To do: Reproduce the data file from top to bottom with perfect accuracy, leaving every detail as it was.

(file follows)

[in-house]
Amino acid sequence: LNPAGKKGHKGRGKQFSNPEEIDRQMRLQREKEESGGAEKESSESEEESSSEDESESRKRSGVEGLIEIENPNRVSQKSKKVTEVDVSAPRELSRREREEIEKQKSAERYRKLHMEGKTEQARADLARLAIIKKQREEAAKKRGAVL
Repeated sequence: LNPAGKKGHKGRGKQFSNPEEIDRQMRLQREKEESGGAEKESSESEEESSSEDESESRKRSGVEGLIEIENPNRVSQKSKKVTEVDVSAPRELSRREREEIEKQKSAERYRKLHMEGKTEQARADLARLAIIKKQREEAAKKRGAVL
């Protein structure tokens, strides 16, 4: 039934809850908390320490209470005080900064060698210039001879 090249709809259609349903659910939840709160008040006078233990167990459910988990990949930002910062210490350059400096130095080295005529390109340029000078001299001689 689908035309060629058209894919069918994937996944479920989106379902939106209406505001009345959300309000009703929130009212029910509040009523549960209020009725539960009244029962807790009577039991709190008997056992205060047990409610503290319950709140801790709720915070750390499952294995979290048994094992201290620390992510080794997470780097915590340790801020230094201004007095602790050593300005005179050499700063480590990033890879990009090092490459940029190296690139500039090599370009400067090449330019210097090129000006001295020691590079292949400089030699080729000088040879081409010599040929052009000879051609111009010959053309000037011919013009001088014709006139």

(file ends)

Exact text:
[in-house]
Amino acid sequence: LNPAGKKGHKGRGKQFSNPEEIDRQMRLQREKEESGGAEKESSESEEESSSEDESESRKRSGVEGLIEIENPNRVSQKSKKVTEVDVSAPRELSRREREEIEKQKSAERYRKLHMEGKTEQARADLARLAIIKKQREEAAKKRGAVL
Repeated sequence: LNPAGKKGHKGRGKQFSNPEEIDRQMRLQREKEESGGAEKESSESEEESSSEDESESRKRSGVEGLIEIENPNRVSQKSKKVTEVDVSAPRELSRREREEIEKQKSAERYRKLHMEGKTEQARADLARLAIIKKQREEAAKKRGAVL
């Protein structure tokens, strides 16, 4: 039934809850908390320490209470005080900064060698210039001879 090249709809259609349903659910939840709160008040006078233990167990459910988990990949930002910062210490350059400096130095080295005529390109340029000078001299001689 689908035309060629058209894919069918994937996944479920989106379902939106209406505001009345959300309000009703929130009212029910509040009523549960209020009725539960009244029962807790009577039991709190008997056992205060047990409610503290319950709140801790709720915070750390499952294995979290048994094992201290620390992510080794997470780097915590340790801020230094201004007095602790050593300005005179050499700063480590990033890879990009090092490459940029190296690139500039090599370009400067090449330019210097090129000006001295020691590079292949400089030699080729000088040879081409010599040929052009000879051609111009010959053309000037011919013009001088014709006139």